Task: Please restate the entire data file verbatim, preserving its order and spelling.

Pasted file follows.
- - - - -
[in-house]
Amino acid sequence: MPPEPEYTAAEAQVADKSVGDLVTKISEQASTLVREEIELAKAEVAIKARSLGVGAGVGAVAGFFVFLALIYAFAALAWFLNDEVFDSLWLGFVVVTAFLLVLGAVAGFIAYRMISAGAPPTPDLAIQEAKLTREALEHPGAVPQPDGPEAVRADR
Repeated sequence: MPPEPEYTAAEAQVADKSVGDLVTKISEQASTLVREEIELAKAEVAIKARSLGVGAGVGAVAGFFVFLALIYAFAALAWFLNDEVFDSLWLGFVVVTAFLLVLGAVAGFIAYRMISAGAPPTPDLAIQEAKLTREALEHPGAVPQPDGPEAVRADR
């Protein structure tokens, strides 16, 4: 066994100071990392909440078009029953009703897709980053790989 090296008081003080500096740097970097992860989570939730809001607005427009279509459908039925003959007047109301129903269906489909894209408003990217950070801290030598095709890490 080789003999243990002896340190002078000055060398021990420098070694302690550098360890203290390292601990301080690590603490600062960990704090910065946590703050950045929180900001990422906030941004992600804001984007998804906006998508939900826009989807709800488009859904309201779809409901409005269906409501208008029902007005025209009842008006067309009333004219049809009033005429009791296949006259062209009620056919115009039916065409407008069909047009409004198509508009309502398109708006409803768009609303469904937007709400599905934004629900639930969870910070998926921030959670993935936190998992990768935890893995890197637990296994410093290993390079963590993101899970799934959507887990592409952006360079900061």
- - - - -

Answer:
[in-house]
Amino acid sequence: MPPEPEYTAAEAQVADKSVGDLVTKISEQASTLVREEIELAKAEVAIKARSLGVGAGVGAVAGFFVFLALIYAFAALAWFLNDEVFDSLWLGFVVVTAFLLVLGAVAGFIAYRMISAGAPPTPDLAIQEAKLTREALEHPGAVPQPDGPEAVRADR
Repeated sequence: MPPEPEYTAAEAQVADKSVGDLVTKISEQASTLVREEIELAKAEVAIKARSLGVGAGVGAVAGFFVFLALIYAFAALAWFLNDEVFDSLWLGFVVVTAFLLVLGAVAGFIAYRMISAGAPPTPDLAIQEAKLTREALEHPGAVPQPDGPEAVRADR
């Protein structure tokens, strides 16, 4: 066994100071990392909440078009029953009703897709980053790989 090296008081003080500096740097970097992860989570939730809001607005427009279509459908039925003959007047109301129903269906489909894209408003990217950070801290030598095709890490 080789003999243990002896340190002078000055060398021990420098070694302690550098360890203290390292601990301080690590603490600062960990704090910065946590703050950045929180900001990422906030941004992600804001984007998804906006998508939900826009989807709800488009859904309201779809409901409005269906409501208008029902007005025209009842008006067309009333004219049809009033005429009791296949006259062209009620056919115009039916065409407008069909047009409004198509508009309502398109708006409803768009609303469904937007709400599905934004629900639930969870910070998926921030959670993935936190998992990768935890893995890197637990296994410093290993390079963590993101899970799934959507887990592409952006360079900061």